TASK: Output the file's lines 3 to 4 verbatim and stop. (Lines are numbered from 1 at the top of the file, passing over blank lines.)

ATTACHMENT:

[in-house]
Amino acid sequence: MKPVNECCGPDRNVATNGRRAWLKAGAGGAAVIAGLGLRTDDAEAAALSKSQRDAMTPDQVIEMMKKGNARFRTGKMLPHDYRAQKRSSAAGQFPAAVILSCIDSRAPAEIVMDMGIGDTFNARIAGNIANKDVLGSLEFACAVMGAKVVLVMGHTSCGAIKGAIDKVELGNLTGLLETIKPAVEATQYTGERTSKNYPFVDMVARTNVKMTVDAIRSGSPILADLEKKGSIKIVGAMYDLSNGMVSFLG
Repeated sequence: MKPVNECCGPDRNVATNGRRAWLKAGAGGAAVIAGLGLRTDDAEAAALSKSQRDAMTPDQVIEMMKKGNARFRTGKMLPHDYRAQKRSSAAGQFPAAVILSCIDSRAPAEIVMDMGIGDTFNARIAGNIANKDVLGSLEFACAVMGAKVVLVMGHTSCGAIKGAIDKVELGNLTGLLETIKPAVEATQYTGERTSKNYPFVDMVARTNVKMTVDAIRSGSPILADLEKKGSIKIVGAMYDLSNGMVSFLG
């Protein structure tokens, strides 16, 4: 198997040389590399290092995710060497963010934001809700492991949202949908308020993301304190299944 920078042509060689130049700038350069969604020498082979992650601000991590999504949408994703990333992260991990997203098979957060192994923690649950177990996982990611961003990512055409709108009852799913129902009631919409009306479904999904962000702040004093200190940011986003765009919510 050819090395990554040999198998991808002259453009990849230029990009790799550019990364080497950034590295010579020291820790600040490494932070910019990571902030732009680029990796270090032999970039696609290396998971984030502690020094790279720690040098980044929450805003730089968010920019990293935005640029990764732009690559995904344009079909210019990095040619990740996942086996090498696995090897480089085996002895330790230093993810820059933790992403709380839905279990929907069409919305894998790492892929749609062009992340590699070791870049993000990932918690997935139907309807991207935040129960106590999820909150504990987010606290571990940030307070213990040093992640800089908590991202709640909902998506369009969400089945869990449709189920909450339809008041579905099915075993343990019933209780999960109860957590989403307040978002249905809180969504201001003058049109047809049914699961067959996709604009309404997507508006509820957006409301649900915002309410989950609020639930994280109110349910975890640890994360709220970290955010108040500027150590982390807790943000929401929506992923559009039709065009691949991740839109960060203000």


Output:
Repeated sequence: MKPVNECCGPDRNVATNGRRAWLKAGAGGAAVIAGLGLRTDDAEAAALSKSQRDAMTPDQVIEMMKKGNARFRTGKMLPHDYRAQKRSSAAGQFPAAVILSCIDSRAPAEIVMDMGIGDTFNARIAGNIANKDVLGSLEFACAVMGAKVVLVMGHTSCGAIKGAIDKVELGNLTGLLETIKPAVEATQYTGERTSKNYPFVDMVARTNVKMTVDAIRSGSPILADLEKKGSIKIVGAMYDLSNGMVSFLG
């Protein structure tokens, strides 16, 4: 198997040389590399290092995710060497963010934001809700492991949202949908308020993301304190299944 920078042509060689130049700038350069969604020498082979992650601000991590999504949408994703990333992260991990997203098979957060192994923690649950177990996982990611961003990512055409709108009852799913129902009631919409009306479904999904962000702040004093200190940011986003765009919510 050819090395990554040999198998991808002259453009990849230029990009790799550019990364080497950034590295010579020291820790600040490494932070910019990571902030732009680029990796270090032999970039696609290396998971984030502690020094790279720690040098980044929450805003730089968010920019990293935005640029990764732009690559995904344009079909210019990095040619990740996942086996090498696995090897480089085996002895330790230093993810820059933790992403709380839905279990929907069409919305894998790492892929749609062009992340590699070791870049993000990932918690997935139907309807991207935040129960106590999820909150504990987010606290571990940030307070213990040093992640800089908590991202709640909902998506369009969400089945869990449709189920909450339809008041579905099915075993343990019933209780999960109860957590989403307040978002249905809180969504201001003058049109047809049914699961067959996709604009309404997507508006509820957006409301649900915002309410989950609020639930994280109110349910975890640890994360709220970290955010108040500027150590982390807790943000929401929506992923559009039709065009691949991740839109960060203000």